The last four postcards are a little different. They are not Harlem stations per se, but once upon a time you could board a Harlem Division train that went into Massachusetts, across the Boston & Albany’s tracks. Leaving from Grand Central, the train would make stops at 125th Street, White Plains, Brewster, Pawling and Chatham. After a short pause in Chatham, the train would continue to East Chatham and Canaan, before crossing into Massachusetts and making stops at State Line, Richmond, Pittsfield, Cheshire, Adams and North Adams. Most of those stations are long gone, just like the Upper Harlem stations. Amtrak trains still make stops in Pittsfield, though the two stations in the postcards were torn down, which is unfortunate. They were gorgeous in comparison to today’s Pittsfield station. I think the waiting room there looks more like a school cafeteria than part of a train station!
Timetable for Harlem Division service to Massachusetts
Not many train stations can claim the honor of having been featured on the front of the Saturday Evening Post… or for that matter, having been painted by iconic American painter Norman Rockwell (Rockwell had a long association with doing covers for the Post, stretching from the 1920’s to 1970. He also lived in the area for a time). One such station that can claim that, however, is Crestwood. Crestwood can also claim that it has been featured in video, from television commercials (Tuscan milk, Optimum Online), and even a movie or two (Remember Me, 13). Yes, Twilight lovers, that means that even Robert Pattinson has been to Crestwood.
Optimum commercial filmed at Crestwood
The train station we know now as Crestwood started out under the name of Yonkers Park in the mid 1800’s. Unlike many of the other areas along the Harlem Line, the area surrounding Crestwood was not immediately built as residential. Although the Tuckahoe area, and the discovery of Tuckahoe marble, led the community to grow rapidly, the area around Crestwood was mostly occupied by quarries. It did not develop into a residential area for commuters until the first half of the 1900’s. The growth in population did get the railroad to make Crestwood a regular stop on the Harlem, and an updated station built.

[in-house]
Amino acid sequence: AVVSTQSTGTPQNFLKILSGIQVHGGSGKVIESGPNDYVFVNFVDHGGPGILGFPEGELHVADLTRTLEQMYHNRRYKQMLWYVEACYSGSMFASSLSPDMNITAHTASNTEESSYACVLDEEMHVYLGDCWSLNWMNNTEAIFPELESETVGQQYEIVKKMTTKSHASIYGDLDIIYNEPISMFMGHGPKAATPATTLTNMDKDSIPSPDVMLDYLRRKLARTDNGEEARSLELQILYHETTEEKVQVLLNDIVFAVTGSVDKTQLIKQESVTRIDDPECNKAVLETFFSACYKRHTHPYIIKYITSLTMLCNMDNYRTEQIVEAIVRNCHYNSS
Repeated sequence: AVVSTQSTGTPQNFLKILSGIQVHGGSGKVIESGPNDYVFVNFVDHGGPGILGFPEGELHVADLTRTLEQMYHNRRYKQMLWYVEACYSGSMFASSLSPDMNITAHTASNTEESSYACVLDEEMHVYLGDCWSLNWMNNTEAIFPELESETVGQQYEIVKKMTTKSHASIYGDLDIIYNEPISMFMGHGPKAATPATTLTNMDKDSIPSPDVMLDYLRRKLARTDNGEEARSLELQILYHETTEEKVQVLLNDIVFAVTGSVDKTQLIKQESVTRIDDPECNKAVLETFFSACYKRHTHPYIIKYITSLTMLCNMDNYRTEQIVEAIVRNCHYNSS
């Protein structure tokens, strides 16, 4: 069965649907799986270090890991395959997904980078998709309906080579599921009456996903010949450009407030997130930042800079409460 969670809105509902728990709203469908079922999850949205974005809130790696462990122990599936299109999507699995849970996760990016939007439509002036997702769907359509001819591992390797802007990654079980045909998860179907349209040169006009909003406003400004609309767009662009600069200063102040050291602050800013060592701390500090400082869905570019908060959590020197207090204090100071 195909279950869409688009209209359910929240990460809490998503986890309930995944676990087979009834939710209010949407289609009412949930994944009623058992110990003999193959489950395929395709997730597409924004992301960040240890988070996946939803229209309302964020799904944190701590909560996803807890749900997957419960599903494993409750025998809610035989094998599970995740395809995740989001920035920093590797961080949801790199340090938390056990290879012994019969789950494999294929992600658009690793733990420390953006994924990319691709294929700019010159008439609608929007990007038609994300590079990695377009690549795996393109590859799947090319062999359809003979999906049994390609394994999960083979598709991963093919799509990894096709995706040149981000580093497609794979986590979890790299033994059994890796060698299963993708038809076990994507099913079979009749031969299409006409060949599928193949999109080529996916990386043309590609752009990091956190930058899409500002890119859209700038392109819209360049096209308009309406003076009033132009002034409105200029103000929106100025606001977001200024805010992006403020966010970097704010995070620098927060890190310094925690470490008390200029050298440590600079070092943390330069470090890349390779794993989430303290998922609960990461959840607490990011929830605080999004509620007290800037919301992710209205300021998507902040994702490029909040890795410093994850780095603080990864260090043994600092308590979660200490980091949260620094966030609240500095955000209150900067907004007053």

The current station at Crestwood was built at some point between 1901 and 1911, the actual date unknown, as the original plans have been lost. There are, however, records of changes made to the station later on, like when the tunnels under the tracks were built in 1911. In 1928 more significant changes were made, resurfacing the outside, removing the original chimney and installing a new one, and replacing the slate roof with shingles. The original baggage room was also removed in order to enlarge the ticket office.
Crestwood is the last station that I will feature that was part of the Mid-Harlem Station Improvement project. The project consisted of updating eight train stations on the Harlem Line in the late 1980’s. Before the changes were made, each station was documented with a history and photographs, all of which are available online thanks to the Library of Congress. One of the major changes that occurred at Crestwood was the creation of a ticket window above the tracks, and the phasing out of the original station building as a ticket office. As of 1993, nothing had been done with the station, and upon my visit the station building still looked pretty dead. The newer ticket window was also quiet – it was permanently shuttered last year.
Here are a few of the historical shots of Crestwood, taken in 1988, which include a view of the inside of the old station building. All of these are from the Mid-Harlem Station Improvement project page at the Library of Congress.
Did I ever mention that sometimes I wonder if I picked the wrong profession? I enjoy graphic design but advertisements? For things like Christmas? Bah humbug, I hate Christmas. Well, no, actually I hate being told that I am required to purchase extravagant gifts for a particular person. Honestly, I’d much rather give someone a for no reason other than this reminded me of you present. But yet, here I am, working on last minute ads for Black Friday…
Just this once though, just for my lovely readers, I will pretend that I enjoy the holidays, and fill you in on all the train and holiday related good stuff on the Harlem Line and in the city.
Discounts to see the Christmas Spectacular or Wintuk
In case you missed last week’s Mileposts, those interested in seeing the Rockettes in the Radio City Christmas Spectacular, or Cirque du Soleil’s Wintuk can get a discounted ticket thanks to Metro-North. In addition to the discount, you also receive a free roundtrip train ticket to go see the show! When purchasing tickets for these events, use the promo code METRO in order to apply this promotion. For more information, details, restrictions and the like, check out these pages: Tickets for the Radio City Christmas Spectacular Tickets for Wintuk